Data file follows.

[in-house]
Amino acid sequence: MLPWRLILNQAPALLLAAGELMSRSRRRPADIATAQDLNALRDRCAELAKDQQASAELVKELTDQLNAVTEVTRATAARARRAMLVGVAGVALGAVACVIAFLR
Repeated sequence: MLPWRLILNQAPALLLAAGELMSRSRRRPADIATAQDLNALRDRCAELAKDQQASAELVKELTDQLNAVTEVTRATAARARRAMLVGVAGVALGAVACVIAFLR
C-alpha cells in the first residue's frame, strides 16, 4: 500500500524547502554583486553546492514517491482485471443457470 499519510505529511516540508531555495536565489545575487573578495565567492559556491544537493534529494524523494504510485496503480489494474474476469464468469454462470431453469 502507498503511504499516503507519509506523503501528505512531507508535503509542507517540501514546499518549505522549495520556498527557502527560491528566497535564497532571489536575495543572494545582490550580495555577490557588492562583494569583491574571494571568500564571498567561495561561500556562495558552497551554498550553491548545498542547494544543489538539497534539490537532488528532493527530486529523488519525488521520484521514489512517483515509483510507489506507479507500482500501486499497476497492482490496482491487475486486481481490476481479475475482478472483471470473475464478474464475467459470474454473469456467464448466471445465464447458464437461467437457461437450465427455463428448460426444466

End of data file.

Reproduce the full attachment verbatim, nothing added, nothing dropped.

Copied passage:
[in-house]
Amino acid sequence: MLPWRLILNQAPALLLAAGELMSRSRRRPADIATAQDLNALRDRCAELAKDQQASAELVKELTDQLNAVTEVTRATAARARRAMLVGVAGVALGAVACVIAFLR
Repeated sequence: MLPWRLILNQAPALLLAAGELMSRSRRRPADIATAQDLNALRDRCAELAKDQQASAELVKELTDQLNAVTEVTRATAARARRAMLVGVAGVALGAVACVIAFLR
C-alpha cells in the first residue's frame, strides 16, 4: 500500500524547502554583486553546492514517491482485471443457470 499519510505529511516540508531555495536565489545575487573578495565567492559556491544537493534529494524523494504510485496503480489494474474476469464468469454462470431453469 502507498503511504499516503507519509506523503501528505512531507508535503509542507517540501514546499518549505522549495520556498527557502527560491528566497535564497532571489536575495543572494545582490550580495555577490557588492562583494569583491574571494571568500564571498567561495561561500556562495558552497551554498550553491548545498542547494544543489538539497534539490537532488528532493527530486529523488519525488521520484521514489512517483515509483510507489506507479507500482500501486499497476497492482490496482491487475486486481481490476481479475475482478472483471470473475464478474464475467459470474454473469456467464448466471445465464447458464437461467437457461437450465427455463428448460426444466